At least 29 people have died and 27 people have been seriously injured in crashes involving General Motors cars with defective ignition switches.
Feinberg said he is still evaluating applications that haven’t been certified — or in some case, is seeking further documentation.
General Motors is recalling more than 60,000 vehicles in North America, the latest round of recalls this year for the automaker.
Ignition switches can move out of position and potentially lead to the engine shutting off while driving and air bags not functioning.
Nineteen compensation claims have been approved for deaths related to GM ignition switch recall, Twelve injury claims have been approved.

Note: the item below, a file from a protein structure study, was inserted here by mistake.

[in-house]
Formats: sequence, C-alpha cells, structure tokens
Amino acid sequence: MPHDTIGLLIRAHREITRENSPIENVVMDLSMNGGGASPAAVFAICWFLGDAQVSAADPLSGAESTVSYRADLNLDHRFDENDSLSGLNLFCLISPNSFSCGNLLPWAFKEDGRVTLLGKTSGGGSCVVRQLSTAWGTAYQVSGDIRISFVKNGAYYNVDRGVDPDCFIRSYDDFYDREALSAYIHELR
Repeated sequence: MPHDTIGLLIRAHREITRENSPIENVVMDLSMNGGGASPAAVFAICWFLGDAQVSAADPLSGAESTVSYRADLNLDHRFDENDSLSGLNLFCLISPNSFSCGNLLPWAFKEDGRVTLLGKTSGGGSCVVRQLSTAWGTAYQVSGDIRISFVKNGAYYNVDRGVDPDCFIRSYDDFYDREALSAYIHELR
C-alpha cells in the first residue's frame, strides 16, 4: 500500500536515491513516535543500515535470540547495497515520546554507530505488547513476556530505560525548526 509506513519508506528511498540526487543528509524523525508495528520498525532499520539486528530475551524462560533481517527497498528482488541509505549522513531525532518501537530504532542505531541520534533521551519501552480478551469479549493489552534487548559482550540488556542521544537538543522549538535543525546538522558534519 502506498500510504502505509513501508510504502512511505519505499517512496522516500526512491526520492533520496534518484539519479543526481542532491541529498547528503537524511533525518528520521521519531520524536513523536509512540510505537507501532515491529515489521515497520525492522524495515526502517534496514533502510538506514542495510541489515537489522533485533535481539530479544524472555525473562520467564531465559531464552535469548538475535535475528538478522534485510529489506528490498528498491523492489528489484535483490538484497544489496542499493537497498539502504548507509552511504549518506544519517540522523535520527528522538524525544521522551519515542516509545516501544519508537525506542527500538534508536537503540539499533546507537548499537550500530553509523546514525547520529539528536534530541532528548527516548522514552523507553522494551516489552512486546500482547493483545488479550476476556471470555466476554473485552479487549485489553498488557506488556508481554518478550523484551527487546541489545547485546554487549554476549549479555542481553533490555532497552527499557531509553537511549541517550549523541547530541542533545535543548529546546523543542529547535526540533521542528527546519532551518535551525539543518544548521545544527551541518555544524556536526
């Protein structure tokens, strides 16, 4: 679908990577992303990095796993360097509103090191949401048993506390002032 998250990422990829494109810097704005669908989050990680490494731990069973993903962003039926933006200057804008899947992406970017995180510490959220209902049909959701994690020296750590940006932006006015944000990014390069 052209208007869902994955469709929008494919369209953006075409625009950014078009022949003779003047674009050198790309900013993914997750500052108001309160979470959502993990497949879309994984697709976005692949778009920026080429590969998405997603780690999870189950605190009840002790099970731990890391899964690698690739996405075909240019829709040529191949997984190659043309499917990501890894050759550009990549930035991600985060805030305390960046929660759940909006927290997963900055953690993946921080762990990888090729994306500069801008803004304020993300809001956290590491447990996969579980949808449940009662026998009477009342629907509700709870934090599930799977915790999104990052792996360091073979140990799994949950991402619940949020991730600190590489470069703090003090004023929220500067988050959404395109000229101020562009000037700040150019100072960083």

A fund set up by General Motors to pay for deaths and injuries caused by its vehicles with faulty ignitions is accepting claims.
Ignition switch problems that have plagued General Motors and Chrysler have now turned up in the motorcycle business.
A Texas lawyer has filed a lawsuit against General Motors on behalf of 658 people who were injured or killed in crashes allegedly caused by faulty ignition switches.
Lawmakers put Barra on the spot, telling the CEO she should have fired GM’s corporate counsel, Michael Millikin, based on the conclusions of an internal report.
The switches, though, were too loose, touching off events that led to at least 13 deaths, more than 50 crashes and a raft of legal trouble for the Detroit automaker.